Wednesday, June 27, 2018

Patent Medicines, Part III

Barbara Garrity-Blake and Karen Willis Amspacher have compiled a Heritage Guide to the Outer Banks Byway titled Living at the Water's Edge. In their section, "Love, Sickness, and Death," they write, "The lack of doctors [on the Outer Banks and coastal North Carolina] made home remedies a necessity.... Tuberculosis, pneumonia, typhoid fever, colitis, and the flu were just some of the afflictions [residents dealt with]." L.P. O'Neal of Avon contributed this comment: "Back in the old days they used to say these old women were floating around the road on Laudanum."

Yesterday I mentioned paregoric, a camphorated tincture of opium. Laudanum is another product that also contains opium, but whereas paregoric contains 4% opium, Laundanum contains 10% (in powdered form).

According to Wikipedia, "By the 19th century, laudanum was used in many patent medicines to 'relieve pain ... to produce sleep ... to allay irritation ... to check excessive secretions ... to support the system ... [and] as a soporific. The limited pharmacopoeia of the day meant that opium derivatives were among the most effective of available treatments, so laudanum was widely prescribed for ailments from colds to meningitis to cardiac diseases, in both adults and children. Laudanum was used during the yellow fever epidemic. Innumerable Victorian women were prescribed the drug for relief of menstrual cramps and vague aches. Nurses also spoon-fed laudanum to infants ... Initially a working class drug, laudanum was cheaper than a bottle of gin or wine, because it was treated as a medication for legal purposes and not taxed as an alcoholic beverage."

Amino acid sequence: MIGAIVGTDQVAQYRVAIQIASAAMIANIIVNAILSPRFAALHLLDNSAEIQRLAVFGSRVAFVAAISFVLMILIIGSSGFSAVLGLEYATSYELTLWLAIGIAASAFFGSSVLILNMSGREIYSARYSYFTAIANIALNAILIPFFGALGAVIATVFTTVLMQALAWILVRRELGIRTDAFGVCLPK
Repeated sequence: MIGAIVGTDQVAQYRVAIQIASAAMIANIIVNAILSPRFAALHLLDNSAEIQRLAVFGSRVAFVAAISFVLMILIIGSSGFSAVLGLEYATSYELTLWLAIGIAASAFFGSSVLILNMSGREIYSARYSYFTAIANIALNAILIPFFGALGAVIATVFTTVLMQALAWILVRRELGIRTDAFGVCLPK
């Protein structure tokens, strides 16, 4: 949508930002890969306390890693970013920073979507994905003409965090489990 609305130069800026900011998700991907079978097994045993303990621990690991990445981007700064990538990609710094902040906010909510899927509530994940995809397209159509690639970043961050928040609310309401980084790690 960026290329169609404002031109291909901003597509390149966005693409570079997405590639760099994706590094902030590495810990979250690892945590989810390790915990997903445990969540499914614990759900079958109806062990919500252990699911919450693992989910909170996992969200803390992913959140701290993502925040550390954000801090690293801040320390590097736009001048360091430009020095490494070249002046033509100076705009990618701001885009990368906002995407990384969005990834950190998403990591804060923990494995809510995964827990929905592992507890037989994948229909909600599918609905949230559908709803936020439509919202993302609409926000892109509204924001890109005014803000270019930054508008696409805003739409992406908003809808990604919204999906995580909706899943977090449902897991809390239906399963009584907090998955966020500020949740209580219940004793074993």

Of course, federal regulations in the early 20th century began to recognize the addictive nature of Laudanum, and its use declined dramatically.

As late as the 1970s scores of discarded Laudanum bottles could still be dug up behind many of the older homes on Ocracoke.

This month's Ocracoke Newsletter is a delightful story written by Dr. Warren Silverman, who in 1981 became the island's resident physician after forty years without a doctor. The story is about Dr. Silverman's very first Ocracoke patient, island native Maltby Bragg (1904-1985). You can read the story here:

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